When this blog really got going, most of the energy came from a desire to answer questions I had about Chicago, and sometimes cities more generally. Over the last several years, I’ve taught myself (and been taught) a fair amount about finding data, manipulating it, and making maps to help get those answers. But obviously there are a lot of questions one might have that aren’t best answered through data and maps, and I often find my thoughts bumping up against the borders of what this blog can do. So, on nights and weekends over the last several months, I’ve been putting … Continue reading The Chicago Dispatch

In praise of diagonal streets

I have an entry in this year’s “Best of Chicago” issue of the Reader: There were supposed to be more of them. It was in the Plan. (You know which Plan.) In the Plan, diagonal streets spanned the city like the Hancock Center’s Xs, creating crosstown routes and turning perfectly perpendicular intersections into junctions of six or even eight corners: 51st and King, LaSalle and Ohio, Western and Fullerton. But Chicagoans love Daniel Burnham’s Plan mostly in theory, and so today the city has fewer Grid-defying streets than in 1909, when Burnham and his coauthor, Edward H. Bennett, made their … Continue reading In praise of diagonal streets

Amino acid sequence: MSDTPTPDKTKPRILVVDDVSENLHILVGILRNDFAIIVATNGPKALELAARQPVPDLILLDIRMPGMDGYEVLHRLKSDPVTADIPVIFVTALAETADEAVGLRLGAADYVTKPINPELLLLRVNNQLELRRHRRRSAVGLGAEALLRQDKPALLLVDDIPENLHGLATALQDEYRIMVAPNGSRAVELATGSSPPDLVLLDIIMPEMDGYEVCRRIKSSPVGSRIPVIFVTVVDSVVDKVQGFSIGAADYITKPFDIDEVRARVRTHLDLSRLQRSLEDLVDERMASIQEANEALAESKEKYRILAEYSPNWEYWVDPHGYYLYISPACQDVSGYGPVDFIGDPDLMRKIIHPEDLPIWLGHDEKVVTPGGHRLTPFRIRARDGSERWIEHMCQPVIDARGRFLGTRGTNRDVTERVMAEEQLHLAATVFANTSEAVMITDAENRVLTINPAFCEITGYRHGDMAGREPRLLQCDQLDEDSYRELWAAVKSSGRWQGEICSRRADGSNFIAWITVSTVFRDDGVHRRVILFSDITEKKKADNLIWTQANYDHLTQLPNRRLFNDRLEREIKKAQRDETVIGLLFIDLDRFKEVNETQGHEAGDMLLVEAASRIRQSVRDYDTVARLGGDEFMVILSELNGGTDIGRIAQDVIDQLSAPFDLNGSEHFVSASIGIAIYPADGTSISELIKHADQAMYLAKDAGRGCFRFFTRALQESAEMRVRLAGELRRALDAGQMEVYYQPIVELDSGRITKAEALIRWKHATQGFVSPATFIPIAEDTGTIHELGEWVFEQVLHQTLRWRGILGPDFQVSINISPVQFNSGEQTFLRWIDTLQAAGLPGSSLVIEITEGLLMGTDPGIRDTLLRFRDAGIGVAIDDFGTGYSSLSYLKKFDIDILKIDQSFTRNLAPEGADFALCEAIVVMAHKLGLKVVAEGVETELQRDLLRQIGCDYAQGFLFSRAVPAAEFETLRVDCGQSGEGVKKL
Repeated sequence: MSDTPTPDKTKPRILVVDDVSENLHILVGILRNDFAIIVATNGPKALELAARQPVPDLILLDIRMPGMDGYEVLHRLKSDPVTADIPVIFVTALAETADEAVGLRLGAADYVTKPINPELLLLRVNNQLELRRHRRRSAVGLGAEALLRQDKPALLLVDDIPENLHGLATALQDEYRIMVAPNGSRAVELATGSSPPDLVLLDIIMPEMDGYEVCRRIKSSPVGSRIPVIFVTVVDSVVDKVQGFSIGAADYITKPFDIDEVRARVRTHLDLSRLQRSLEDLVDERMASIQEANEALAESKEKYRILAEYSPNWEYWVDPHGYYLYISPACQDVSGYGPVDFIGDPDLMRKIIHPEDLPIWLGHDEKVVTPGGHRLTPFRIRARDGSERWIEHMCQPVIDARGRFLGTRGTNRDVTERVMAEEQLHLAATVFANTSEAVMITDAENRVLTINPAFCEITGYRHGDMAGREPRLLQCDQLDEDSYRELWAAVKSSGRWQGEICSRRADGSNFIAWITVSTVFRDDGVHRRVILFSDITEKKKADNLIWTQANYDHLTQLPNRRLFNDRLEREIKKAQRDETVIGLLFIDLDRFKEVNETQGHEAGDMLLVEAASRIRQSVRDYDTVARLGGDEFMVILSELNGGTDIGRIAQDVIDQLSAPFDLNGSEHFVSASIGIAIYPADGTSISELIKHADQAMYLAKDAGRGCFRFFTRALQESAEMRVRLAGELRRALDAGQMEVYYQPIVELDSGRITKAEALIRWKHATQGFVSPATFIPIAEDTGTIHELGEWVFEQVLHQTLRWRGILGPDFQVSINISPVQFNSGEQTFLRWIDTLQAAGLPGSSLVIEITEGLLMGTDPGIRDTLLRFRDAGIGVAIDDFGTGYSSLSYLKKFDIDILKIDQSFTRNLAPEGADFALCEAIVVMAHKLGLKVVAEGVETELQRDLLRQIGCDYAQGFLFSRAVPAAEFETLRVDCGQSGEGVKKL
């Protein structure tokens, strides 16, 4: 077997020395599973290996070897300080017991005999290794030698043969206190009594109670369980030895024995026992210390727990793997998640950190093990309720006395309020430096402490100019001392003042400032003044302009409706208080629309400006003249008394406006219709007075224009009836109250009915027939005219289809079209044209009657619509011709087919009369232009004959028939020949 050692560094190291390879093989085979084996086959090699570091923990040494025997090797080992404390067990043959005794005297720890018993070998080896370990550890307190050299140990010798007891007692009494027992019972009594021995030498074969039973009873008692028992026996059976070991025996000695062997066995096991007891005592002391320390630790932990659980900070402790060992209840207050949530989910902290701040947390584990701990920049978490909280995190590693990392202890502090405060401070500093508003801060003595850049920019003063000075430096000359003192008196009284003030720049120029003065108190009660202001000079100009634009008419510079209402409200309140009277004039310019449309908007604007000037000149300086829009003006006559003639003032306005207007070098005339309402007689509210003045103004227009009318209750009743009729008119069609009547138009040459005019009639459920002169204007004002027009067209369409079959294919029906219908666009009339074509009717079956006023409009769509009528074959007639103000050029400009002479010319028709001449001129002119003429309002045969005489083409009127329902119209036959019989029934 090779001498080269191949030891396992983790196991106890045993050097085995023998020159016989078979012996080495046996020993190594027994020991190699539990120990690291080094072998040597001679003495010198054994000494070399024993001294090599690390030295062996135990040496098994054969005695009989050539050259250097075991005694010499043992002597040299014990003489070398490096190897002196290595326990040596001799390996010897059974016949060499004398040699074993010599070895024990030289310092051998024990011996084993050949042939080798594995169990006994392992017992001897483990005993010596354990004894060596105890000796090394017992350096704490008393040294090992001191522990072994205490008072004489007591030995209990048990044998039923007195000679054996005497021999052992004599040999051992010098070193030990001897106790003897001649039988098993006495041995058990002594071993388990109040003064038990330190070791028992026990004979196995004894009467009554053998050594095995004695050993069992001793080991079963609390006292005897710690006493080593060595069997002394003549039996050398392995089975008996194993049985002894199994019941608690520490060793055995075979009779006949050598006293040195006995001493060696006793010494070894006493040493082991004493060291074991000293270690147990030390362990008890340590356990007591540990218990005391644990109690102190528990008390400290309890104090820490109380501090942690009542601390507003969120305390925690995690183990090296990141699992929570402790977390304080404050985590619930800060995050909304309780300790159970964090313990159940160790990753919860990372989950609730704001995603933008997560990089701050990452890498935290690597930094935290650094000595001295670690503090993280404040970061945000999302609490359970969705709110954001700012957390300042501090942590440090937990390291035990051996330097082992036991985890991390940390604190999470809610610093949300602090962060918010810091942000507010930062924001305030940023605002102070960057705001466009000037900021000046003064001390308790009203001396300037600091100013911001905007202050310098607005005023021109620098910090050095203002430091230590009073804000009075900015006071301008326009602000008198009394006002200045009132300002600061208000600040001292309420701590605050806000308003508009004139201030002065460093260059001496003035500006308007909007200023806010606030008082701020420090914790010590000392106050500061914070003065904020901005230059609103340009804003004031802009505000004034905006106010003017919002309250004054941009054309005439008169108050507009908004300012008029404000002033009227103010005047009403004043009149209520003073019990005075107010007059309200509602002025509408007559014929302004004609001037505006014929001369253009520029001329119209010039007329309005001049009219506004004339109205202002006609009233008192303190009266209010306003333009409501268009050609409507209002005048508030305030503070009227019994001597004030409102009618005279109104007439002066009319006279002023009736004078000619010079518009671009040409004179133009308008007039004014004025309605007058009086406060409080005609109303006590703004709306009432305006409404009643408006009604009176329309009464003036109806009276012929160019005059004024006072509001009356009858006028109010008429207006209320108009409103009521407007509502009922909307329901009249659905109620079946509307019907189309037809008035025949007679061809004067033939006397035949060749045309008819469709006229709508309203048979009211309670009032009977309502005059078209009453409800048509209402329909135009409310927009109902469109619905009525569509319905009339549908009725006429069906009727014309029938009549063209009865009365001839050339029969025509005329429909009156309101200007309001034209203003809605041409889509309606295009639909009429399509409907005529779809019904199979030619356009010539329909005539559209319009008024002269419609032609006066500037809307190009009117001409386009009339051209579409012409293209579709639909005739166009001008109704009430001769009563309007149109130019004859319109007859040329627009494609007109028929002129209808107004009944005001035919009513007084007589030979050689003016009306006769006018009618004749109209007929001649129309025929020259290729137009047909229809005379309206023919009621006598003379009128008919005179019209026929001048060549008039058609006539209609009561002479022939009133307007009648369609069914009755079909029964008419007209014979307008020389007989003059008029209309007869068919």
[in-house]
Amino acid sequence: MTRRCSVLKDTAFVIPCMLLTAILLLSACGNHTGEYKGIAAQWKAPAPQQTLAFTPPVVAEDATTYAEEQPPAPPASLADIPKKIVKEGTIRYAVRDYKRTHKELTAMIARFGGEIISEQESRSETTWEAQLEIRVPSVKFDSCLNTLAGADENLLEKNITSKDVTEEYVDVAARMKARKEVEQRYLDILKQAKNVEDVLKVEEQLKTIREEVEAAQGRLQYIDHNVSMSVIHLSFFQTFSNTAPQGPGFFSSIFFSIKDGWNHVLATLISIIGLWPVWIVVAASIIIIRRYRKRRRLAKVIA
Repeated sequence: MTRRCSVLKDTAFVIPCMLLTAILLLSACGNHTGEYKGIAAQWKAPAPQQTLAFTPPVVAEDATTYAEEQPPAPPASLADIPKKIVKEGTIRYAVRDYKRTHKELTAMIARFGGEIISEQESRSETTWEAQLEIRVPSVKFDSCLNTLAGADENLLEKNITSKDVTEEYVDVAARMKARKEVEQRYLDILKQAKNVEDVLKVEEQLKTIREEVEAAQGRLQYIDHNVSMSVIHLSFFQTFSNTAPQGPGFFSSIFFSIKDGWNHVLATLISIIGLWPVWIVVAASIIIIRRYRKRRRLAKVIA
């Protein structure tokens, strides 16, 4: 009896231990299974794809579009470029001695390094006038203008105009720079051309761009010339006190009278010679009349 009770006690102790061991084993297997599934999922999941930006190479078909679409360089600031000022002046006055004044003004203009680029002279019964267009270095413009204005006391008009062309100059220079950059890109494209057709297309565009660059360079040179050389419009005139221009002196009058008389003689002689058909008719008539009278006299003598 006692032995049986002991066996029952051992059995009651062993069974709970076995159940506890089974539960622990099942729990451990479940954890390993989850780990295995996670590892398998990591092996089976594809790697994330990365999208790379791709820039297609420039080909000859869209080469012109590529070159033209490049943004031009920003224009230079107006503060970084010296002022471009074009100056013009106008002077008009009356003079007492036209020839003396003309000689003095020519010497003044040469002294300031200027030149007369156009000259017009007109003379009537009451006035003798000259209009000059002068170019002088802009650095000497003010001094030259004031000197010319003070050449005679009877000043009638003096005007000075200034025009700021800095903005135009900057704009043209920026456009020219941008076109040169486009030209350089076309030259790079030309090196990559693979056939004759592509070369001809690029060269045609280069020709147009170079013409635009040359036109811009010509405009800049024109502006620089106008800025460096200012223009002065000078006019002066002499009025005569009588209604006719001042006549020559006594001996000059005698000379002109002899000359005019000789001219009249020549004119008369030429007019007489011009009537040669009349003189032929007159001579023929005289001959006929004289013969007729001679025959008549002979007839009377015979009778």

More bus improvements in Chicago

Last fall, new-ish CTA president Dorval Carter—who has said in interviews that making bus service better will be one of his top priorities—re-introduced the “X route” expresses along Western and Ashland during rush hour, and, perhaps more excitingly, announced a stop consolidation program that would notably reduce travel times even on the locals. This morning, the CTA announced a series of service enhancements to bus lines on the South Side, as well the Green Line L: As you can see, the changes are mostly improvements in service frequency, as well as significant expansion to service hours on the 26-South Shore Express; a … Continue reading More bus improvements in Chicago

More on neoliberalism